Members of the Liverpool City Police Force leaving Buckingham Palace after being decorated with the Kings Police Medal, the V.C, of police service, at the first Investiture. Left to Right, Police Constables, George DODD, Francis DODD, and Thomas HARRISON.
Evening Express, Feb 6th, 1940
Liverpool Police V. C, s
Decorated by the King today
The King held the first investiture of the season at Buckingham Palace today.
Among the police honoured were a number of Liverpool officers who were decorated with the Kings Police Medal, the, V.C, of police service. The Liverpool City Police officers included Police Constables, Francis DODD, Thomas HARRISON and George DODD.
Police Constable Francis DODD, in the early hours of March 31st last year, saw a suspicious looking parcel lying in a recess of a display window. He found it contained a quantity of gelignite. He recovered it and threw it into a bucket of water, thus preventing an explosion.
George DODD was on duty on June 22nd, n the early hours of the morning when he heard screams from a house in Burnley Street, he found two women with a child entrapped in an upstairs room. DODD burst open the front door, rushed up the burning stairway and made a rope of bedclothes, with which he lowered the entrapped people to safety he himself remaining until he was so faint that he hardly had sufficient strength to jump.
Police Constable HARRISON rescued an attempted suicide from drowning in the river, near St Georges Landing Stage in March last year. The gallantry of his deed was enhanced by the fact that he was suffering from the effects of a serious internal operation when he made the rescue.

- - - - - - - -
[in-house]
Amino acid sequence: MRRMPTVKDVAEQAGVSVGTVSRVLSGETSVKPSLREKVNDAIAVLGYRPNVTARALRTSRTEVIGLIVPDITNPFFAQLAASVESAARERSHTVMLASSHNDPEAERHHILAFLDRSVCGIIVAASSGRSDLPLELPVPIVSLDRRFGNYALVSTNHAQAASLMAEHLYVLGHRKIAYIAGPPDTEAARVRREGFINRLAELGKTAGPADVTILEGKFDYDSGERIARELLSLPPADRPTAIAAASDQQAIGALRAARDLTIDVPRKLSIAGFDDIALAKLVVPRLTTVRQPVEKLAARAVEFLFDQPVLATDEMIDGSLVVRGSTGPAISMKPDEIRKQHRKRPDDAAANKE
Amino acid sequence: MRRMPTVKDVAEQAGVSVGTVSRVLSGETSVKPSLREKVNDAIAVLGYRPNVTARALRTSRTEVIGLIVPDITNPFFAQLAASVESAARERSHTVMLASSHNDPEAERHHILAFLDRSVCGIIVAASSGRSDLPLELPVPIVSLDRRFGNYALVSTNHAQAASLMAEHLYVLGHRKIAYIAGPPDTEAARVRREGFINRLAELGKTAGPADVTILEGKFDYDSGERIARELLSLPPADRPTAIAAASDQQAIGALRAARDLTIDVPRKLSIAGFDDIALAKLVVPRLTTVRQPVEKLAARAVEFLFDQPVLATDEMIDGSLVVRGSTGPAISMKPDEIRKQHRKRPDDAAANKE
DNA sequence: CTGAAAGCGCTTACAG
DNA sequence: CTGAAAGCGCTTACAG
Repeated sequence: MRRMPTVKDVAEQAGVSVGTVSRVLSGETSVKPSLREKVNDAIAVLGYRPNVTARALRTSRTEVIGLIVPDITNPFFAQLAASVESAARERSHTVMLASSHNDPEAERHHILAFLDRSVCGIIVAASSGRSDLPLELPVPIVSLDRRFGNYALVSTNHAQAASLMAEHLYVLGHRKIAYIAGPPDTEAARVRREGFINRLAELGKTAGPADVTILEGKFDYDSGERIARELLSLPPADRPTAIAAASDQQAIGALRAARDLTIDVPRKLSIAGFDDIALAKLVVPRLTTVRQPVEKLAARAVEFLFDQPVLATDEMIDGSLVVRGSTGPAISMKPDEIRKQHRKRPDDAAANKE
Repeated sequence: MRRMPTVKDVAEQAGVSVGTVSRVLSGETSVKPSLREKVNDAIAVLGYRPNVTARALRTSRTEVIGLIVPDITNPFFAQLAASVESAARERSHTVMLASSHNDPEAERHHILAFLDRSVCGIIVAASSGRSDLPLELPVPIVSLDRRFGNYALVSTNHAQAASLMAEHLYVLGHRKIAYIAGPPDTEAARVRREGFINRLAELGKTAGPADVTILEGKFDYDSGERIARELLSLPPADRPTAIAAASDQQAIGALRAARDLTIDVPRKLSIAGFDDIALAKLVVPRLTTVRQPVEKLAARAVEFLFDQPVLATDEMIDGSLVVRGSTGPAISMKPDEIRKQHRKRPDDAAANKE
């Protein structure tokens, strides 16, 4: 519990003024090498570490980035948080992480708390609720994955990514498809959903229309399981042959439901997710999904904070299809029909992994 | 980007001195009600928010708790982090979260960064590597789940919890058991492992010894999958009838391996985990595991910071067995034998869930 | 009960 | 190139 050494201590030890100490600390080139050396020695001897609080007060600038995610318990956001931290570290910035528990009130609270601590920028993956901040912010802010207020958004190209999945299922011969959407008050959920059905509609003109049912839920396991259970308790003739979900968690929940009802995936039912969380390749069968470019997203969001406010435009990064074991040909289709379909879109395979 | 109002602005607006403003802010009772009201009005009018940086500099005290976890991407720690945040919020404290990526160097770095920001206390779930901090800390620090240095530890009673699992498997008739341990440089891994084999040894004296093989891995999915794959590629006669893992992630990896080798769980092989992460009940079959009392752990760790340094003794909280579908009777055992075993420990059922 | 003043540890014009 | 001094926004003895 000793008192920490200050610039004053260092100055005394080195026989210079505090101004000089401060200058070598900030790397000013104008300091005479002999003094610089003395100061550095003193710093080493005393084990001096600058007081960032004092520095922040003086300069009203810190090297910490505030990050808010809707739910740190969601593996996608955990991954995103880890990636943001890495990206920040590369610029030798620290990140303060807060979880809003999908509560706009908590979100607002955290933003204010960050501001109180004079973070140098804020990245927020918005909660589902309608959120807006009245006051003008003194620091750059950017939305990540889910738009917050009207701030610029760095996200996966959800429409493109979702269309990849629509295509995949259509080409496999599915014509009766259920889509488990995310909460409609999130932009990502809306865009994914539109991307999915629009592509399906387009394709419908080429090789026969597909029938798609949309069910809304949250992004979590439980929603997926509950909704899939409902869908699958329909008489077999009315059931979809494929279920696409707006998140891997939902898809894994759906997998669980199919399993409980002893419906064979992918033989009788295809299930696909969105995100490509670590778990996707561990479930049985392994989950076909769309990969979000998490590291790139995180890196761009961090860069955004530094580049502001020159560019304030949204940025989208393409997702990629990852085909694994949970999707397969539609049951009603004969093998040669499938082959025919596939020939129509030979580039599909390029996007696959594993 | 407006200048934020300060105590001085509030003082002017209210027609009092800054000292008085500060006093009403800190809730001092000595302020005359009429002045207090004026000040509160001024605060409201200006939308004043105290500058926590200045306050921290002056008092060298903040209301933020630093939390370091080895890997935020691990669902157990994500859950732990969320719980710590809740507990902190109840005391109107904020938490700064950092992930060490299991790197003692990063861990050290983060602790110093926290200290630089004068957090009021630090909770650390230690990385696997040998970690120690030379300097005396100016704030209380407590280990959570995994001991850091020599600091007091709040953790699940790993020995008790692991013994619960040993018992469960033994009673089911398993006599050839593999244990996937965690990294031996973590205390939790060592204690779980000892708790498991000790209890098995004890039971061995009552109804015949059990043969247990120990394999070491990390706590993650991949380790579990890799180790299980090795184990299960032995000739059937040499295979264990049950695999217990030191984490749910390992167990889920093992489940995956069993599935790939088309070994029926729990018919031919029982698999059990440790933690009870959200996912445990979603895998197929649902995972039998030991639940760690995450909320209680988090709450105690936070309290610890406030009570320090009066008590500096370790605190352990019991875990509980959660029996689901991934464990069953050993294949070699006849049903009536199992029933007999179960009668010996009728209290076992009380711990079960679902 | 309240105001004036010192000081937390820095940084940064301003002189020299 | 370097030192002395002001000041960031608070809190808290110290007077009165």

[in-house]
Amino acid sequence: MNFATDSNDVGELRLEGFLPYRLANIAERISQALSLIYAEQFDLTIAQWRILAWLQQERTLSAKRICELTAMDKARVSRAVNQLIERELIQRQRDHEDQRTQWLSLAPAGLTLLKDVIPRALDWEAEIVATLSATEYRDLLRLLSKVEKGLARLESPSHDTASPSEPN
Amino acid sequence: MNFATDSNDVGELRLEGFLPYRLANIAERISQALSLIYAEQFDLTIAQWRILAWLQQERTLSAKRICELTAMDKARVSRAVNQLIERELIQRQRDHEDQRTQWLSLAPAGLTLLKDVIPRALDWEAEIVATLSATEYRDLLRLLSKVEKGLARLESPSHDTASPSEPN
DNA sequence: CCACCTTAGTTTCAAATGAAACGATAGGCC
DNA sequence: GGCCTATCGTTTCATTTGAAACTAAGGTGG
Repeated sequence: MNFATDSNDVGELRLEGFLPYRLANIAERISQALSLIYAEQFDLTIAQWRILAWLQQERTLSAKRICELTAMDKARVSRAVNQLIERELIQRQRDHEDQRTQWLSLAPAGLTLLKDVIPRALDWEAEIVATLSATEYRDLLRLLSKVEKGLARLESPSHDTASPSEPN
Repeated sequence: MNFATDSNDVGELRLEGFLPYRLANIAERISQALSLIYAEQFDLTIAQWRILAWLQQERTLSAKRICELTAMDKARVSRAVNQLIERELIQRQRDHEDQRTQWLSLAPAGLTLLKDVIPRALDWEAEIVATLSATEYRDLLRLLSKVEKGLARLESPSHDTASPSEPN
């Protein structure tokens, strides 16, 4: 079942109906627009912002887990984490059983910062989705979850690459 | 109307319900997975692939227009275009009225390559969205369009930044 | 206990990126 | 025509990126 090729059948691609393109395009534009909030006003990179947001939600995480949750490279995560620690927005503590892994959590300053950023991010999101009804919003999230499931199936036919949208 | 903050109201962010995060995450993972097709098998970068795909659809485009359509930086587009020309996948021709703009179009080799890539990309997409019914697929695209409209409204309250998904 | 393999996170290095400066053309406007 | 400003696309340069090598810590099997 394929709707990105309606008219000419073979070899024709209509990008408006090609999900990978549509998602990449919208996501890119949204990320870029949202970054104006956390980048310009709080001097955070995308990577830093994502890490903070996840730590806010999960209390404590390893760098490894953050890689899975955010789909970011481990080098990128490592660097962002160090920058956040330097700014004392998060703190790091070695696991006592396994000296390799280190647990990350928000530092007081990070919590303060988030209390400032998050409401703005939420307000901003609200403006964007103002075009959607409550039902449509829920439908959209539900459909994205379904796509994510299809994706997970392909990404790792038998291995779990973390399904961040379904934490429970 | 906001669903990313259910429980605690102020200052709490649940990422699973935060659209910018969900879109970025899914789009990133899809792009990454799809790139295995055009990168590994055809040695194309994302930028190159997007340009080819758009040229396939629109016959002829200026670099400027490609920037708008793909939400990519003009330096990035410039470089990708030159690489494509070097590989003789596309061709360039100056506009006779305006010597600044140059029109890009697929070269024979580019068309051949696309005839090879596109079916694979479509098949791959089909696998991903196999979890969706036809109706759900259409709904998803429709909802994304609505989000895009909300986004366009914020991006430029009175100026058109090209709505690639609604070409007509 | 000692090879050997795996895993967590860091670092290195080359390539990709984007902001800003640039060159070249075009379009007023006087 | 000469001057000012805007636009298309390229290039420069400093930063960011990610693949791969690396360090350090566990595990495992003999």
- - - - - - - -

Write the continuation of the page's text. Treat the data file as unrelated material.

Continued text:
After the investiture the three Liverpool policemen spoke of the charm of the King when he decorated them, Police Constable HARRISON said, “His Majesty, shook hands with each of us after he had pinned the medal to the tunic and said, I warmly congratulate you on your pluck.”
Two members of the Lancashire Constabulary were Police Constables Jack JEAVONS and James McMAHON. JEAVONS won his award for saving a fellow constable who had fallen into the Manchester Ship Canal. McMAHON rescued two men on a raft on Turners Flash, a large expanse of water of approx 70 acres with large patches of weeds.
Daily Post, 1940
Wednesday Oct 2nd
BRONZE MEDAL FOR STOPPING RUNAWAY HORSE
On behalf of the Liverpool Shipwreck and Humane Society Major James BENNETT, Chief Warden of the city, yesterday presented Mr William James ROBERTS, a warden of 46 Brainerd St, Tuebrook, Liverpool, the society Bronze medal and a framed certificate, for stopping a runaway horse.
About 11am on Aug 2nd, a bread van standing in Silverdale Ave, drawn by a horse, the horse took fright and bolted, Mr ROBERTS was on duty at the Warden’s post and caught the horse by the bridle as it passed him, and, after being dragged about 50yds, succeeded in stopping the animal. Mr ROBERTS aged 61, has been a full time warden since 1938.
EDWARD MEDAL AWARDS
TRIBUTE TO RESCUERS AT BOLD COLLIERY
Two men who headed a rescue party at Bold Colliery after a fall of the roof in the pit, have been awarded the Edward medal in recognition of their efforts in saving the lives of three men trapped underground.
The men are Tom JAMESON, Bank House, Burtonwood, nr Warrington, the agent and general manager of the colliery and Mr C. M. SCHOFIELD night shift overman, of Neills Rd, Bold. They are to attend in the near future an investiture at Buckingham Palace.
The accident occurred on Feb 14th, Mr JAMESON’S birthday, five men were trapped by a fall of the roof, two were killed, Mr Charles William SCHOFIELD, aged 63, of Waverley Neills Rd, father of C. M. SCHOFIELD and Richard SHAW of Neville Ave, Parr, St Helens. Mr SCHOFIELD Senior was a day overman and former under-manager of the colliery.